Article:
Bio: Michelle has a Bachelor of Arts degree in Environmental Studies from Luther College and a Master of Landscape Architecture degree from the University of Minnesota. She has worked as a Regional Planner for Upper Explorerland Regional Planning Commission (UERPC) since May of 2016, assisting with community smart planning, strategic planning, transportation planning, hazard mitigation planning, city code updates, and GIS mapping and analysis. Prior to her employment at UERPC Michelle worked as a Planner and Graduate Landscape Architect for NAC, Inc., a consulting firm in the Twin Cities Area, served as an Adjunct Assistant Professor of Landscape Architecture at the University of Minnesota, and was a Research Fellow with the University of Minnesota’s Metropolitan Design Center.

Age: 39

Residence: Decorah, Iowa

Occupation/company: Regional Planner, Upper Explorerland Regional Planning Commission

Family: Married to Brent Barness; two children, Emmett (5) and Norah (3)

Michelle Barness


Why do you believe you were nominated for this recognition — and were you surprised?

It was a surprise! Regarding my nomination, I love the region and city where I live, I enjoy the people I work with, and I look forward to coming to work every day to try to help get something good done. Maybe this dedication and idealism is perceived by folks around me.

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What is your proudest professional accomplishment?

Working with EARL Public Transit and the region’s Transportation Advisory Group (TAG) to plan and coordinate the October 2017 “Living in the Middle of Everywhere” Northeast Iowa Transportation Summit. The summit engaged almost 70 attendees and 11 keynote and best practice speakers in discussion of improvements to transportation to support economic development and a higher quality of life. This project kept me incredibly busy, but it was neat the day of the summit to see people listening, asking questions, and engaging in good conversations. Public engagement is probably one of the most challenging and satisfying aspects of my work.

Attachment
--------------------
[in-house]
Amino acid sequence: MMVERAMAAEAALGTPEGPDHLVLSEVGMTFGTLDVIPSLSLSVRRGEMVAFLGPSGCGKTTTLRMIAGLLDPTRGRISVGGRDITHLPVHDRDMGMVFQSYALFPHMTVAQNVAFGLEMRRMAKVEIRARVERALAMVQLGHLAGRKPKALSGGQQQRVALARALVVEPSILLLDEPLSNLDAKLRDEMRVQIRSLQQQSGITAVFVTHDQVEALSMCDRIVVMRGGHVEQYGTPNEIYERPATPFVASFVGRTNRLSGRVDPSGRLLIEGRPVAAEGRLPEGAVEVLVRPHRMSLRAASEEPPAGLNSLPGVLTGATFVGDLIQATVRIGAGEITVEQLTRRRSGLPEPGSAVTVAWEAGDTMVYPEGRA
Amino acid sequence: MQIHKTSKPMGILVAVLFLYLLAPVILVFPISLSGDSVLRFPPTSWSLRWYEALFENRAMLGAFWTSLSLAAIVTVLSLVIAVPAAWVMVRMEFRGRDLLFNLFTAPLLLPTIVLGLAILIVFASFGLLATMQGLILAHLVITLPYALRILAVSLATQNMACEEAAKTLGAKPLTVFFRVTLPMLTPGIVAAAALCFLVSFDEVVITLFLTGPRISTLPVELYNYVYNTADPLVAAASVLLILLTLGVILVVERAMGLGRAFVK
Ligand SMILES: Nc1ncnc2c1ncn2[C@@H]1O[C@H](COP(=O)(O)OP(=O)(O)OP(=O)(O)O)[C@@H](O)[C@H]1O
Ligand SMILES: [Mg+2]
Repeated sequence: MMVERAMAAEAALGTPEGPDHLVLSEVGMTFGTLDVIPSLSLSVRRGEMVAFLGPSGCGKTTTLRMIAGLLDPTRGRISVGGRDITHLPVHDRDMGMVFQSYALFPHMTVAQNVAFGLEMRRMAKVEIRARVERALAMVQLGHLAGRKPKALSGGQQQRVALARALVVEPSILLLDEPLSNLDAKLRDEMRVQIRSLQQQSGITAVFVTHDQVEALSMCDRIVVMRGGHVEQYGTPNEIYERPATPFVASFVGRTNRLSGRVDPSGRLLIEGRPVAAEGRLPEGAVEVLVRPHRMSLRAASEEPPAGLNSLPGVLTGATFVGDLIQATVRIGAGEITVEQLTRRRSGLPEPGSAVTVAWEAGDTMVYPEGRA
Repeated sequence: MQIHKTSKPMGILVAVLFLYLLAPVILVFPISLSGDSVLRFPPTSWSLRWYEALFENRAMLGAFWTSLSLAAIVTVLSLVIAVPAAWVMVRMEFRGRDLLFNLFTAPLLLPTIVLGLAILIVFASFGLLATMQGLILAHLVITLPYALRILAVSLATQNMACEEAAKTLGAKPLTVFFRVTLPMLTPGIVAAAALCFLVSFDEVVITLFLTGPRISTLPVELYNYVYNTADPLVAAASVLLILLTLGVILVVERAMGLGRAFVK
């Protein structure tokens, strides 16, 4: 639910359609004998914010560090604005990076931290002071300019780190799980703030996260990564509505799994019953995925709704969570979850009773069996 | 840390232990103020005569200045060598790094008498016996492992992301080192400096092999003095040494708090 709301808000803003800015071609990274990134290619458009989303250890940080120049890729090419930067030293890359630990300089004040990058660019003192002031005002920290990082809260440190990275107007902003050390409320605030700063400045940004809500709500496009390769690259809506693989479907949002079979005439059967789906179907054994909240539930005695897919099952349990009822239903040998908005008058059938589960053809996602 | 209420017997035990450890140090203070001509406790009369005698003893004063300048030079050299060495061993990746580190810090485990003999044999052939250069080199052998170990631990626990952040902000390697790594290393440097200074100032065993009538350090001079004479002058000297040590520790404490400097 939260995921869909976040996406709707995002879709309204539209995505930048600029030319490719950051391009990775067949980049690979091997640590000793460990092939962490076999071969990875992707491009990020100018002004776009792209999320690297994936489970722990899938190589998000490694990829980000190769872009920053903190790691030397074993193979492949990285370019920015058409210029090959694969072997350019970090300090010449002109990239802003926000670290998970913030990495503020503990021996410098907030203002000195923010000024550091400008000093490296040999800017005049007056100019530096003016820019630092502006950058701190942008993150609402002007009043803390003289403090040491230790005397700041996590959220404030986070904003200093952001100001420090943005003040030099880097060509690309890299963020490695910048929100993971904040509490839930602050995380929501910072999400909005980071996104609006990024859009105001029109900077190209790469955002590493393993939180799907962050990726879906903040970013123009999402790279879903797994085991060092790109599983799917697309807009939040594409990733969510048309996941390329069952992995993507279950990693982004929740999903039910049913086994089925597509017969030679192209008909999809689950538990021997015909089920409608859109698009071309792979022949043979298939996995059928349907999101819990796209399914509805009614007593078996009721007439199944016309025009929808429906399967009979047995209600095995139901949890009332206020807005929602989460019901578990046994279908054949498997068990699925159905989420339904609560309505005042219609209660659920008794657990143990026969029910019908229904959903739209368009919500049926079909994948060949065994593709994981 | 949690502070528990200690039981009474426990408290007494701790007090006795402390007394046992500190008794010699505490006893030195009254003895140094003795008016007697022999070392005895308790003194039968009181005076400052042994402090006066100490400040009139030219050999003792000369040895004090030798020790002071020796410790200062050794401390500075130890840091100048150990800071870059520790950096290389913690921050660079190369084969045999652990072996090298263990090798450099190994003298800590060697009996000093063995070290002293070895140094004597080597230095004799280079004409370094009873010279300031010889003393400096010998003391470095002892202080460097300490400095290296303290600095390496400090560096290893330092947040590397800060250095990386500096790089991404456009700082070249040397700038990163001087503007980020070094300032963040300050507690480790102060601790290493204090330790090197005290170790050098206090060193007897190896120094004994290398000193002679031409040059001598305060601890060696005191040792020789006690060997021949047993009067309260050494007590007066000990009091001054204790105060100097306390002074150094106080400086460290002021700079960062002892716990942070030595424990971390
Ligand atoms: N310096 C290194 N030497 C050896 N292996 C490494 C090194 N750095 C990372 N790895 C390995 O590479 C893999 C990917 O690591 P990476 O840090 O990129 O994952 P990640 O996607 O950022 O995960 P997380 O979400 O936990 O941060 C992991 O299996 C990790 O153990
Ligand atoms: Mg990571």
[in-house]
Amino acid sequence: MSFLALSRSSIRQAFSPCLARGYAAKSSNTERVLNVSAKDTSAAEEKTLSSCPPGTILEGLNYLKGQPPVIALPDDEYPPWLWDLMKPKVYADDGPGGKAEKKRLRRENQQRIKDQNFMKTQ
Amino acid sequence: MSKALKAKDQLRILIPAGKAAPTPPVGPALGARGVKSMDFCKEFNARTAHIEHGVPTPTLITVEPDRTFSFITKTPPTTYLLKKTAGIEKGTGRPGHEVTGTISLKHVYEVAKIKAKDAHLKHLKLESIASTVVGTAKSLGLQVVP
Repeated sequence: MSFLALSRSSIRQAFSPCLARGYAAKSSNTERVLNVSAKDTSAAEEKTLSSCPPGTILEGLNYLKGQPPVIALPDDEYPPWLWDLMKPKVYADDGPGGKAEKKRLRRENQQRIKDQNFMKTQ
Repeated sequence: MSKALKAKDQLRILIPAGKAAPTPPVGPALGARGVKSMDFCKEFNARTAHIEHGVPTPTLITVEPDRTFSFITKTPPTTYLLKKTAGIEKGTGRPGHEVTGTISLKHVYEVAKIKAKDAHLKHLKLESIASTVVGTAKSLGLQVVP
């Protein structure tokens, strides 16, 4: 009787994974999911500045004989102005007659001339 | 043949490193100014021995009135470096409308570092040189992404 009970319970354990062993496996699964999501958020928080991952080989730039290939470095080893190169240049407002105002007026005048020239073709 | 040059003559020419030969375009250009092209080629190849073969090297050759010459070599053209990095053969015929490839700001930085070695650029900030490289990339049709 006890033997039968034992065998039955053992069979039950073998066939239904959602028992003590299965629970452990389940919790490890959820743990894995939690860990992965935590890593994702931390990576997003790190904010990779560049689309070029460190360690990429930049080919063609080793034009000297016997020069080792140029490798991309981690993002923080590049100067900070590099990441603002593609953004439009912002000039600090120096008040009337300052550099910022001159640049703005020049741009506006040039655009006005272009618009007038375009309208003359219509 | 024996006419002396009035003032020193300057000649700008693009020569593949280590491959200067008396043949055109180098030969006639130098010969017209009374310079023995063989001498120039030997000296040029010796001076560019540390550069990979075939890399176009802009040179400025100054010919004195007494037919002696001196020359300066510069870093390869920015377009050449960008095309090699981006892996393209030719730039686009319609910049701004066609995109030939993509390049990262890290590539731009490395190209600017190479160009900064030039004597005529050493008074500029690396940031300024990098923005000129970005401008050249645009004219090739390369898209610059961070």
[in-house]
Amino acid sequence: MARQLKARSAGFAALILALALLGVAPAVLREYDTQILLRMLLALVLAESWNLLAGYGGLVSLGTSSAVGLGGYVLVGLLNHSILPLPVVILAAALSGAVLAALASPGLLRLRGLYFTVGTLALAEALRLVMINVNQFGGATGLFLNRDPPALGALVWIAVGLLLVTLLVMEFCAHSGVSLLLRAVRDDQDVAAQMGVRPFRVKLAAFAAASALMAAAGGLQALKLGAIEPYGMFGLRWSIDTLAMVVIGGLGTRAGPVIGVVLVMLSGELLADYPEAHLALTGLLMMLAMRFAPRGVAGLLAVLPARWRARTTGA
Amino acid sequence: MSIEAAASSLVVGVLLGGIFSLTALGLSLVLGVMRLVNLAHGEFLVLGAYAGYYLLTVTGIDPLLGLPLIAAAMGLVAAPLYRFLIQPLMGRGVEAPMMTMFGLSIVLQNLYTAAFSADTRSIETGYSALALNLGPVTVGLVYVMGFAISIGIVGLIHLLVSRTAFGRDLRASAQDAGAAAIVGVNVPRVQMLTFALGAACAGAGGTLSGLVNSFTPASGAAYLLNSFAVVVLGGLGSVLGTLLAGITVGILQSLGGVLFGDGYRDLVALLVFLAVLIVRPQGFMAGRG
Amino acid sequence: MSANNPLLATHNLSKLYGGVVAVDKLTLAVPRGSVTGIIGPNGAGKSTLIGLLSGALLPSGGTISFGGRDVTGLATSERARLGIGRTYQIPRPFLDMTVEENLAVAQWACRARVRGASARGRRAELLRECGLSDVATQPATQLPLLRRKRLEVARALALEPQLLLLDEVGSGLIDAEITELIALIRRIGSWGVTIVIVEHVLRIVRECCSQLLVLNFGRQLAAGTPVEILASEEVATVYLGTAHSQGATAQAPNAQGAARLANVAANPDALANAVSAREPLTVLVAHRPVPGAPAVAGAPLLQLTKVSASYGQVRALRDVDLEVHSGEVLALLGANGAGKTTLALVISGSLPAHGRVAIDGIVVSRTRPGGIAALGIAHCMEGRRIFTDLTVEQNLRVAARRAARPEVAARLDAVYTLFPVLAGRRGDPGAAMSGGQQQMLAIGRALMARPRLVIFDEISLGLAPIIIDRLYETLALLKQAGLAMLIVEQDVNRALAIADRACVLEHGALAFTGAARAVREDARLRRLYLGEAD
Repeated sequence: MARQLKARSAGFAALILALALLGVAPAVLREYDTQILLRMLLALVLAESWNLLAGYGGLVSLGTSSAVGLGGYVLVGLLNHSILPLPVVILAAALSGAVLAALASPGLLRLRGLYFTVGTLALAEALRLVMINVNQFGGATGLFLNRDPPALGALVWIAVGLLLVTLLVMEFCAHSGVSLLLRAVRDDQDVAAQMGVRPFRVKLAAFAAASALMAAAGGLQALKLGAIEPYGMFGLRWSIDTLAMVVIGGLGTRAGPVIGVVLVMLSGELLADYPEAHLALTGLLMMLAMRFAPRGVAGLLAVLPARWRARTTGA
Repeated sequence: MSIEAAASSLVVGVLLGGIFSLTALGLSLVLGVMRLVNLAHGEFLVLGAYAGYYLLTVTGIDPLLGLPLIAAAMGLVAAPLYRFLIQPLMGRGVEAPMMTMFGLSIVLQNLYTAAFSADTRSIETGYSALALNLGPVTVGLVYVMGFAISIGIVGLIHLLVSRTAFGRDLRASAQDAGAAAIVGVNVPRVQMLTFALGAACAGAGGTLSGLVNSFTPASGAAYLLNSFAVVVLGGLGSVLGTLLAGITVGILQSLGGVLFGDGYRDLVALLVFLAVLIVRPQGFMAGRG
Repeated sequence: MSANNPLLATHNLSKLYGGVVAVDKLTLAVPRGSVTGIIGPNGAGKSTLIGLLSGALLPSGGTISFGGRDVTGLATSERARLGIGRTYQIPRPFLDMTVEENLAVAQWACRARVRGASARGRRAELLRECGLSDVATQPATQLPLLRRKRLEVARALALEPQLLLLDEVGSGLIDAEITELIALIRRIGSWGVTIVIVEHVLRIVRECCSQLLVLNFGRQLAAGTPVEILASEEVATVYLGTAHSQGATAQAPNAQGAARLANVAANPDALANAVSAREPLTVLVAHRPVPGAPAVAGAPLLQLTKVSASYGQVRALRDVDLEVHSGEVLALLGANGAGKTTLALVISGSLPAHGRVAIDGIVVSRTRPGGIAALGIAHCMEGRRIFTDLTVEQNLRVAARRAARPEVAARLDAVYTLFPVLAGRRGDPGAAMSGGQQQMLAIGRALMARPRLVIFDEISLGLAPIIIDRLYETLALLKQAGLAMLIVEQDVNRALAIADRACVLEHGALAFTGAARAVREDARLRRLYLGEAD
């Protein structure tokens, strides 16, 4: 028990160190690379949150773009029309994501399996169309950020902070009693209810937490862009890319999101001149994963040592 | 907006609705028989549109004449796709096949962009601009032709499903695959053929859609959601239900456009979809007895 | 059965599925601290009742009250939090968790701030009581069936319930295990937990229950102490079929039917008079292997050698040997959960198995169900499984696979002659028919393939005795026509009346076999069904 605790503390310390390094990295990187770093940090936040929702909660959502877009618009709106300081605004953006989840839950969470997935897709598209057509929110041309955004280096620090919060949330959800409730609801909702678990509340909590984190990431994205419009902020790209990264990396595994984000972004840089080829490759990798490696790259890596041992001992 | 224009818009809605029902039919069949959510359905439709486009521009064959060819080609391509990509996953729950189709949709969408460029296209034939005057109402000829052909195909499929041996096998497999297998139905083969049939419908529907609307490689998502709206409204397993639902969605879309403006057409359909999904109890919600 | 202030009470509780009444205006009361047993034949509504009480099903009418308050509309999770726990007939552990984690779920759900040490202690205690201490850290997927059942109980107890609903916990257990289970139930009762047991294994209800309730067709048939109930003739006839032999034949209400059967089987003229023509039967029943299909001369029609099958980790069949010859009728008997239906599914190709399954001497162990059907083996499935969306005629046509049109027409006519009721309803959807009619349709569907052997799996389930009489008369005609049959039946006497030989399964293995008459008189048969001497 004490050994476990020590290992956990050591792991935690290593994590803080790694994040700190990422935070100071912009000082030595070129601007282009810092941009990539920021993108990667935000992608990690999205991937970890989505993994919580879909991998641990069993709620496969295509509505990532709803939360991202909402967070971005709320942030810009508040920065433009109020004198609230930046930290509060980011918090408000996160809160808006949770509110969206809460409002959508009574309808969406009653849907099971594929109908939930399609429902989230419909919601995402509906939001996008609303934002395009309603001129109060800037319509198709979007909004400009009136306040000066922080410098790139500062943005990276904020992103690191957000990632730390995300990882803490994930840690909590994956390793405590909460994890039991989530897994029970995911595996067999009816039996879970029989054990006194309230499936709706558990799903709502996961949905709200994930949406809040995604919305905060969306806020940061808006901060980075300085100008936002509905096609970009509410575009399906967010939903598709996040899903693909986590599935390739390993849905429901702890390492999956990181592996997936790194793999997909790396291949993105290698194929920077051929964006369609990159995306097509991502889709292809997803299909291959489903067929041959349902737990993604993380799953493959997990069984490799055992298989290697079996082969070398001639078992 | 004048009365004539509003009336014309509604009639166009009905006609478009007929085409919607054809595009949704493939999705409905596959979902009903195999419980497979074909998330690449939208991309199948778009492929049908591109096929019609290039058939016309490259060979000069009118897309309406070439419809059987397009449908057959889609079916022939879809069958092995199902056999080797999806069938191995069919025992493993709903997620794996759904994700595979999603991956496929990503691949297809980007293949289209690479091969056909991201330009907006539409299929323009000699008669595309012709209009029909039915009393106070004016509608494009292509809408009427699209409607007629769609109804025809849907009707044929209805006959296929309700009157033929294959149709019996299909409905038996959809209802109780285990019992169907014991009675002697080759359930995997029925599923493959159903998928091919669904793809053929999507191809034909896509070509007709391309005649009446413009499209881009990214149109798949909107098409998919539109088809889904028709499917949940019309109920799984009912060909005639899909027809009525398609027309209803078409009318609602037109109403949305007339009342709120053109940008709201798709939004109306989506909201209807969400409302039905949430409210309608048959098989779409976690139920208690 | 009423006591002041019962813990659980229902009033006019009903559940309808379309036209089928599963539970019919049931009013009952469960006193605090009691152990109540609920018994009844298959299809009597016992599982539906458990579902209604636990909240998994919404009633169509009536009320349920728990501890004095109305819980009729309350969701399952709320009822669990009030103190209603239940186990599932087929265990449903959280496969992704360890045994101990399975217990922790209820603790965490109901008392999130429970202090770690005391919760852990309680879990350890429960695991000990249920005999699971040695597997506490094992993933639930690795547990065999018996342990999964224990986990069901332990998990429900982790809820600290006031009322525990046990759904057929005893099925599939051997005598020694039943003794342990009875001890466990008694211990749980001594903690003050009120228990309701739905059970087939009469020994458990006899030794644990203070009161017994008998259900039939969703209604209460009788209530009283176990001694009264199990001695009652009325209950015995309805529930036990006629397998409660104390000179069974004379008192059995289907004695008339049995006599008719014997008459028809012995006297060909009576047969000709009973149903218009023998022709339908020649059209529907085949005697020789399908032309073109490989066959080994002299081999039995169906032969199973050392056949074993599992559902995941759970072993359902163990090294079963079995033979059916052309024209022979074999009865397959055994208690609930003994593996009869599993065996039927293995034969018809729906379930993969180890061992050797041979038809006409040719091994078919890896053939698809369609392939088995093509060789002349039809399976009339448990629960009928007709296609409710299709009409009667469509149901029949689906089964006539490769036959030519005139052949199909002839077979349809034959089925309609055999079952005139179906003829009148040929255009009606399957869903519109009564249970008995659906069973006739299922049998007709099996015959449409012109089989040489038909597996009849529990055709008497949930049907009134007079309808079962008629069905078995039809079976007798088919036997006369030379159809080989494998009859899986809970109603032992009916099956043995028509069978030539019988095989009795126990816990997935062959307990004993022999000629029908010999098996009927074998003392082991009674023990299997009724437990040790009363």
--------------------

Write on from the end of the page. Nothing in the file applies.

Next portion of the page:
Please tell us what community and volunteer activities you’re involved with — and why.

I’ve got two young children and have generally held down a full time work schedule, so volunteer activities are sporadic! Recently I assisted a local childcare center in attaining a small grant to expand and improve a garden space for classroom learning. I am an avid gardener and see the potential for science learning, healthy eating, and exercise in tending a garden. My other volunteer work is also centered around school life – typically fundraising to bring more resources to children and teachers. With regards to community activities, I tend to engage in family-oriented events: visiting the farmers market, attending community festivals, going to dances, and so on.

Tell us what inspired you to be a leader in your organization and in your community:

I don’t think of it as leading, I think of it as not being able to stop caring! If I didn’t care it would be easy to do the minimal required, work alone, and be OK with the status quo. Because I care, I enjoy learning and try to embrace opportunities to work with others to accomplish something good.

What advice would you offer younger leaders to aid their success?: Don’t box yourself in or downplay what is possible. Dream big, be willing to learn, and you can take on so many different things.


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